The Spanish company Fersa was effectively elbowed out by the Montenegrin government. The previously unknown Seychelles-based Cifidex stepped in in late 2014 and signed a promise of sale agreement (SPA) with Fersa on 12 February 2015.

In its first quarterly report of 2015, the Montenegrin Central Bank reported that the land on which the wind farm was to be built was sold to a London-based investment company called Vestigo Capital. Companies linked to Vestigo acted for both SOCAR and one of its subsidiaries, Azmont Investments, in this deal. Vestigo is denying this.

Djukanovic was in Azerbaijan again on 27 October 2015, where he spoke with President Ilham Aliyev. That same day, the government of Montenegro publicly announced that it would carry out the project with Enemalta.

Just like with Electrogas in Malta, the Mozura wind farm project rips off Montenegrin taxpayers. The Montenegrin electrical utility (EPCG) is obliged to pay the Chinese State-led consortium now owning the Mozura wind farm about three times the regular market price for the electricity generated in Mozura – a gain of some €115.2 million in the next 12 years.

Former Prime Minister Joseph Muscat (centre) with former Energy Minister Joe Mizzi in Montenegro.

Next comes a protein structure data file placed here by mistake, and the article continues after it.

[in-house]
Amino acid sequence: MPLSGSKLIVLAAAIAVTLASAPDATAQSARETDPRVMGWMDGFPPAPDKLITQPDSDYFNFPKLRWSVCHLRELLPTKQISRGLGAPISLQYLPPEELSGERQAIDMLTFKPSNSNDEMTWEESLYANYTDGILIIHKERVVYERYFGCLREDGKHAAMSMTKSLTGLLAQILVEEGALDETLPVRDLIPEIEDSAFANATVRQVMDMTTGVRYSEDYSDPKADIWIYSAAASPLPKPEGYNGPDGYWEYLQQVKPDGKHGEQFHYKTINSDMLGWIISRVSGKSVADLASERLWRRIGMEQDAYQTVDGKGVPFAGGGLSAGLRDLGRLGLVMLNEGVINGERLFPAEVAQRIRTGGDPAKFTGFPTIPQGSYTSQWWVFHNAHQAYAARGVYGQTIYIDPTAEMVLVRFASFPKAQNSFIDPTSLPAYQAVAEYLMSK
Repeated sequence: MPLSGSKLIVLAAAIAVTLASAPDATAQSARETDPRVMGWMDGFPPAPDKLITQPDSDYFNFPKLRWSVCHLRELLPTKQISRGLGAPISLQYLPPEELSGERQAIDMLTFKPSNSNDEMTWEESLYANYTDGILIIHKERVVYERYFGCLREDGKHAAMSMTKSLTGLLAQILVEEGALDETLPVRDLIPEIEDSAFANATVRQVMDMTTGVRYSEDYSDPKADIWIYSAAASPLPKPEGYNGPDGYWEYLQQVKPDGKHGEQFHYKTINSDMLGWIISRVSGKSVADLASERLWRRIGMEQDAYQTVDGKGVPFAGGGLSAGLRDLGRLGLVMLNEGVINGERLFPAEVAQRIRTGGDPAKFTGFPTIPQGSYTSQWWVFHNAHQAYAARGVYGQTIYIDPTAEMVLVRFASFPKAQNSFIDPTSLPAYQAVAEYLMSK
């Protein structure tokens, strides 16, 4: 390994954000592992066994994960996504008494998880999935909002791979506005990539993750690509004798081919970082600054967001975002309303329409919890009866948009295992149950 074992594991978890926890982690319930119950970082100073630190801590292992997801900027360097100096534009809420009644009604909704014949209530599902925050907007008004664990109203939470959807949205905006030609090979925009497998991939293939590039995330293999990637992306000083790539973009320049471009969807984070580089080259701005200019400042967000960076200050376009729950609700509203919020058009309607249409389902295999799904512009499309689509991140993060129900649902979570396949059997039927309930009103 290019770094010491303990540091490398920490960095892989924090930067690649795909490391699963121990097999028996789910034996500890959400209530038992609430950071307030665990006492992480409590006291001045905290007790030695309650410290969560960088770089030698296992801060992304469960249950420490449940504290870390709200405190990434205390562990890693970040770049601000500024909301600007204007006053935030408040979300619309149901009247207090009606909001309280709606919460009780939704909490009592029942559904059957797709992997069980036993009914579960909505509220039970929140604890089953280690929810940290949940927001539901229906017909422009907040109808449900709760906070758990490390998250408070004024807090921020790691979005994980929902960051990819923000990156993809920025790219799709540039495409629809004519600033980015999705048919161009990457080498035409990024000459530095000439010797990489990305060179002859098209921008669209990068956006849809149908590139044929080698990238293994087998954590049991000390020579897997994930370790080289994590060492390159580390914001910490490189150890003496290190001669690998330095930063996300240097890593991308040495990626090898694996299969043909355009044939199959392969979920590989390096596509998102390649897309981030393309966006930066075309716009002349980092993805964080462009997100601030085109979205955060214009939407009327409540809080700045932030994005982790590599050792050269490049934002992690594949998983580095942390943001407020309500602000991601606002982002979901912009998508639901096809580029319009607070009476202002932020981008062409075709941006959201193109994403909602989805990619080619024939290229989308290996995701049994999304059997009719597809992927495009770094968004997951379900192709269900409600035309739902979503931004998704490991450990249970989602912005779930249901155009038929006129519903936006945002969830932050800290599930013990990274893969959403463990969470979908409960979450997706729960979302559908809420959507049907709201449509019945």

It is well known that both disgraced former Prime Minister Joseph Muscat and the president of Montenegro Milo Djukanovic are close to the ruling Aliyev family. All three men have been named OCCRP’s Person of the Year in Organized Crime and Corruption (Ilham Aliyev in 2012, Djukanovic in 2015, and Muscat in 2019).

In a public statement in late summer 2020, Djukanovic denied any connection to alleged corruption in Malta, accusing the opposition, NGOs and independent media of “trying to damage his authority as president, thereby harming the country’s reputation”. He stressed that his “only partner was a state-owned company (Enemalta)”, adding “Montenegrin authorities do not know anything about suspicious business in Malta and have nothing to do with it”.

The Mozura scandal and the subsequent cover up contributed to the defeat of Djukanovic’s Democratic Party of Socialists in the general election of 30 August 2020. Djukanovic no longer commands parliament, nor controls the new government. However, his communist party (DPS) which had continuously ruled the country for 75 years implemented a scorched earth policy before vacating the ministries.

There are widespread reports about missing folders with documents to cover up corruption and embezzlements of earlier Djukanovic’s ministers and other officials. The Mozura project is in the purview of newly created Ministry for Capital Investments which is yet to start searching for all pertinent documents, as the newly appointed minister Mladen Bojanic told the Shift, and he may need the help of his Maltese counterparts to unravel the whole story.

The new Montenegrin Speaker of the House has already hinted at a parliamentary inquiry into the scandal.

Additional reporting by Vladimir Otasevic.

                           
                               
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Frank Wyboston
Frank Wyboston
5 months ago

All that handshaking was a confirmation that all the kickbacks were received. A bunch of damn crooks especially Joey.

Last edited 5 months ago by Frank Wyboston
carlo
carlo
5 months ago
Reply to  Frank Wyboston

And yet – no arrests made u l-haddiem onest jaghmel tajjeb GHAS-SERQ sfrenat.